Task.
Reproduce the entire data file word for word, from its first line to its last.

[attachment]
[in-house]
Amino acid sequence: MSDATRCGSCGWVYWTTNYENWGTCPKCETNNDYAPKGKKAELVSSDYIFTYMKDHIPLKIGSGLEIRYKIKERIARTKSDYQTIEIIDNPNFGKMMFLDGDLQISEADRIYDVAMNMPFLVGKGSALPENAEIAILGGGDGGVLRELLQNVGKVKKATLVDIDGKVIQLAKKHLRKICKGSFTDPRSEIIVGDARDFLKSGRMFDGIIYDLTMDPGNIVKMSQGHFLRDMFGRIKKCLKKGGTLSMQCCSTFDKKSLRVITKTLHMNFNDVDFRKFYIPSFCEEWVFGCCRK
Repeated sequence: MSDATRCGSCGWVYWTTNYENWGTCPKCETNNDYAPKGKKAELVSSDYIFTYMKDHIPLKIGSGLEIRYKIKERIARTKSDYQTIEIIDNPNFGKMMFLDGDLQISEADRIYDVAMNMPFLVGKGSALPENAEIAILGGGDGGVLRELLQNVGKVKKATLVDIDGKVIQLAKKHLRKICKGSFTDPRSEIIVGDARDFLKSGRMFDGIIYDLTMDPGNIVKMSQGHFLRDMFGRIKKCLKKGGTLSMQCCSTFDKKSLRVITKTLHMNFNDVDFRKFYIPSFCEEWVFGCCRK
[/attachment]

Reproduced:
[in-house]
Amino acid sequence: MSDATRCGSCGWVYWTTNYENWGTCPKCETNNDYAPKGKKAELVSSDYIFTYMKDHIPLKIGSGLEIRYKIKERIARTKSDYQTIEIIDNPNFGKMMFLDGDLQISEADRIYDVAMNMPFLVGKGSALPENAEIAILGGGDGGVLRELLQNVGKVKKATLVDIDGKVIQLAKKHLRKICKGSFTDPRSEIIVGDARDFLKSGRMFDGIIYDLTMDPGNIVKMSQGHFLRDMFGRIKKCLKKGGTLSMQCCSTFDKKSLRVITKTLHMNFNDVDFRKFYIPSFCEEWVFGCCRK
Repeated sequence: MSDATRCGSCGWVYWTTNYENWGTCPKCETNNDYAPKGKKAELVSSDYIFTYMKDHIPLKIGSGLEIRYKIKERIARTKSDYQTIEIIDNPNFGKMMFLDGDLQISEADRIYDVAMNMPFLVGKGSALPENAEIAILGGGDGGVLRELLQNVGKVKKATLVDIDGKVIQLAKKHLRKICKGSFTDPRSEIIVGDARDFLKSGRMFDGIIYDLTMDPGNIVKMSQGHFLRDMFGRIKKCLKKGGTLSMQCCSTFDKKSLRVITKTLHMNFNDVDFRKFYIPSFCEEWVFGCCRK